Twitter appoints resident grievance officer in India to comply with new internet rules
Twitter has appointed a resident grievance officer in India days after the American social media firm said to have lost the liability protection on user-generated content in the South Asian nation over non-compliance with local IT rules.
On Sunday, Twitter identified Vinay Prakash as its new resident grievance officer and shared a way to contact him as required by India’s new IT rules, which was unveiled in February this year and went into effect in late May. Twitter has also published a compliance report, another requirement listed in the new rules.
Earlier this week, the Indian government had told a local court that Twitter had lost the liability protection on user-generated content in the country, as it had failed to appoint compliance, grievance and a so-called nodal contact officials to address on-ground concerns.
Other internet giants including Facebook, Google, and Telegram have already appointed these local compliance officers in India.
Internet services enjoy what is broadly referred to as “safe harbor” protection that say that tech platforms won’t be held liable for the things their users post or share online. If you insult someone on Twitter, for instance, the company may be asked to take down your post (if the person you have insulted has approached the court and a takedown order has been issued) but it likely won’t be held legally responsible for what you said or did.
Without the protection, Twitter — which according to mobile insight firm App Annie, has over 100 million users in India — is on paper responsible for everything those users say on its platform. Indian police have already filed at least five cases against the company or its officials in the country over a range of issues.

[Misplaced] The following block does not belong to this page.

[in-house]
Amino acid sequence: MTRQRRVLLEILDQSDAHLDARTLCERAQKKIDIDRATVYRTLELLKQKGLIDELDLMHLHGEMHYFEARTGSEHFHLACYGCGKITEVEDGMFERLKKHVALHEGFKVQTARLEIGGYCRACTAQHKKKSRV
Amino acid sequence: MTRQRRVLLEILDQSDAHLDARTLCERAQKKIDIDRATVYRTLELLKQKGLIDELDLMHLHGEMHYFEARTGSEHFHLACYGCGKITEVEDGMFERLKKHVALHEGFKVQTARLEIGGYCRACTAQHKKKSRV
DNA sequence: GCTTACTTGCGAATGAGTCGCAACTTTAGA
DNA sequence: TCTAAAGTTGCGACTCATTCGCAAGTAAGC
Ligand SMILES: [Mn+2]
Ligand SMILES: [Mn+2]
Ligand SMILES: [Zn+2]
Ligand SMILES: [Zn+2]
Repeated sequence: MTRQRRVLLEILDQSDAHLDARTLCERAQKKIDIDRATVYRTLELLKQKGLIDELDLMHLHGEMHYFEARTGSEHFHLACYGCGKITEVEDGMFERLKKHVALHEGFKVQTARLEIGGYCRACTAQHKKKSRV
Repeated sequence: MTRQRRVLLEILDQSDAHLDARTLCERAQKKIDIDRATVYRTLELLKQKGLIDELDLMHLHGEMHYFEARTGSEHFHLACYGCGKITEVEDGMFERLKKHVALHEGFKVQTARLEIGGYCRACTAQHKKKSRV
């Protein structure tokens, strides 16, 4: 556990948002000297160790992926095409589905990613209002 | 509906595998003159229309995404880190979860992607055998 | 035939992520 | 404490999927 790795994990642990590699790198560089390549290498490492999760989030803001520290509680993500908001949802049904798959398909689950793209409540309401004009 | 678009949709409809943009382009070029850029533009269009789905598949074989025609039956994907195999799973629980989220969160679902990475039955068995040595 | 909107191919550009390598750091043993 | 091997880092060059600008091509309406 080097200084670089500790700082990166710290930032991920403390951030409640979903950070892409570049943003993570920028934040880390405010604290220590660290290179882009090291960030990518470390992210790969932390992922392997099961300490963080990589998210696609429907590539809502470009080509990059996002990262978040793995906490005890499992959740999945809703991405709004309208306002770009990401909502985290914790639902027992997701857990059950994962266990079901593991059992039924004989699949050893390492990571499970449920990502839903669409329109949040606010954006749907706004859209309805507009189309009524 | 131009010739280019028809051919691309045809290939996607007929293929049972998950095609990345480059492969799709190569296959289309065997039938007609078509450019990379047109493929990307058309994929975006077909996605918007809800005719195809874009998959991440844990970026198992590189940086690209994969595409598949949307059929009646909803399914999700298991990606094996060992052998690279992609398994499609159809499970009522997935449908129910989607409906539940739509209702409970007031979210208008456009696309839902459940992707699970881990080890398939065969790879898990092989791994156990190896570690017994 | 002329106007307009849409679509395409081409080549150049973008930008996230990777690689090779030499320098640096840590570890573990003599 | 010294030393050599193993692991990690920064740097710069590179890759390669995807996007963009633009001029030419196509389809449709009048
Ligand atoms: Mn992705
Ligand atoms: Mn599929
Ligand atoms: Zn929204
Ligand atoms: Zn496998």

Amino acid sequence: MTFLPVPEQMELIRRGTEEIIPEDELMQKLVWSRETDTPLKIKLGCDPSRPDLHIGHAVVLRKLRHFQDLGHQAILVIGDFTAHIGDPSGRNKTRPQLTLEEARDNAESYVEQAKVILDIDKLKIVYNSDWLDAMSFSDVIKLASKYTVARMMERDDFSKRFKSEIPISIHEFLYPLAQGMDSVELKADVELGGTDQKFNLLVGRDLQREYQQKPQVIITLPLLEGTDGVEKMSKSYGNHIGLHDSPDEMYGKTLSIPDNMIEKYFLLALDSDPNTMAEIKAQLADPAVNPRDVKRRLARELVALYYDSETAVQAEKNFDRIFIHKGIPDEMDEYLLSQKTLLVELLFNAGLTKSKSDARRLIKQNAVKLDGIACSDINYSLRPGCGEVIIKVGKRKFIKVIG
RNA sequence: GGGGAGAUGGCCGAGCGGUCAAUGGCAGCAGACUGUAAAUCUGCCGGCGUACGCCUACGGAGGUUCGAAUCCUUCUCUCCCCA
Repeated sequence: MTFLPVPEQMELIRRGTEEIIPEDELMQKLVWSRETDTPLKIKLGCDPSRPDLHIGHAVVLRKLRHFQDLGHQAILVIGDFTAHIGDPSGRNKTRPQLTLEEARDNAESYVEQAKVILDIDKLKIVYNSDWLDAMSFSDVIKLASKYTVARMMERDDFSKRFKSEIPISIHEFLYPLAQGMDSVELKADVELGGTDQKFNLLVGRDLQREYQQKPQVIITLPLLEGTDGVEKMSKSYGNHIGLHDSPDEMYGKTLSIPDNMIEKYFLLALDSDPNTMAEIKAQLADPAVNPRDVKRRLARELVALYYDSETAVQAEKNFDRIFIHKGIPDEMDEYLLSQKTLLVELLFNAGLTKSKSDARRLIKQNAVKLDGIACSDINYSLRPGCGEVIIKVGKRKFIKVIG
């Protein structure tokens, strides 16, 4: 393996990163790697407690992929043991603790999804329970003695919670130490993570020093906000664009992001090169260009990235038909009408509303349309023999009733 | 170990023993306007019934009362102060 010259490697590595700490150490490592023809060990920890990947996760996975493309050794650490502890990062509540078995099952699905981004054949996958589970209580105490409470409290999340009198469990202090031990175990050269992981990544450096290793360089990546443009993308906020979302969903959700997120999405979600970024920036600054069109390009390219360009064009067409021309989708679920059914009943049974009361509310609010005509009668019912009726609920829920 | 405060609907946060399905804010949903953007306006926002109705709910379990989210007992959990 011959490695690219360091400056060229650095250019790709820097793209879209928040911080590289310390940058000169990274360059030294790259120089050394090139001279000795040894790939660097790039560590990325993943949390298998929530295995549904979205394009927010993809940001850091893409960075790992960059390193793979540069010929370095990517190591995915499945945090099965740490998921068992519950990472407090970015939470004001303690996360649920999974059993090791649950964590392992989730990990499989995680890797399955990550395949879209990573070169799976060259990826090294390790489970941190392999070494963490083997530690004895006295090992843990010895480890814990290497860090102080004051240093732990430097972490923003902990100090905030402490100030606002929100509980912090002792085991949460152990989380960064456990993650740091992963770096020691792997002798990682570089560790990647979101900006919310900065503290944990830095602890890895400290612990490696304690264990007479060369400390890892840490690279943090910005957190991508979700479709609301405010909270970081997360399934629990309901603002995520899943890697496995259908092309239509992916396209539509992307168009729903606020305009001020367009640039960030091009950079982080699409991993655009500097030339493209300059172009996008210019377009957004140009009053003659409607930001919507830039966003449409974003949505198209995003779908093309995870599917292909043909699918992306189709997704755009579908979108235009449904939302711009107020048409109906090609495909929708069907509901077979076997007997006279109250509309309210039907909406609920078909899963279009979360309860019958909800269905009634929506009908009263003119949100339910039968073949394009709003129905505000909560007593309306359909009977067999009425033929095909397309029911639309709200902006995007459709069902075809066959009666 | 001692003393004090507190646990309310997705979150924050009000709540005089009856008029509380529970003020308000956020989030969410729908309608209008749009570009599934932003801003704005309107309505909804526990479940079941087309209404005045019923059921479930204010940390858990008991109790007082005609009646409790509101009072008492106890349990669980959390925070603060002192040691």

The new development should help assuage the tension between Twitter and the Indian government. A special squad of Delhi police made a surprise visit to two of Twitter’s offices in late May in what many perceived as an intimidation tactic. Twitter said at the time that it was “concerned by recent events regarding our employees in India and the potential threat to freedom of expression for the people we serve” and requested the Indian government to grant it three additional months to comply with the new IT rules.
Earlier this week, Twitter told an Indian court that it was working to “fully comply” with the new rules.
More countries are formulating similar requirements for tech giants in their nations. Russia President Vladimir Putin signed a law that mandates foreign social media giants to open offices in Russia. Any social firm with a daily user base of 500,000 people or more is required to comply with the new law.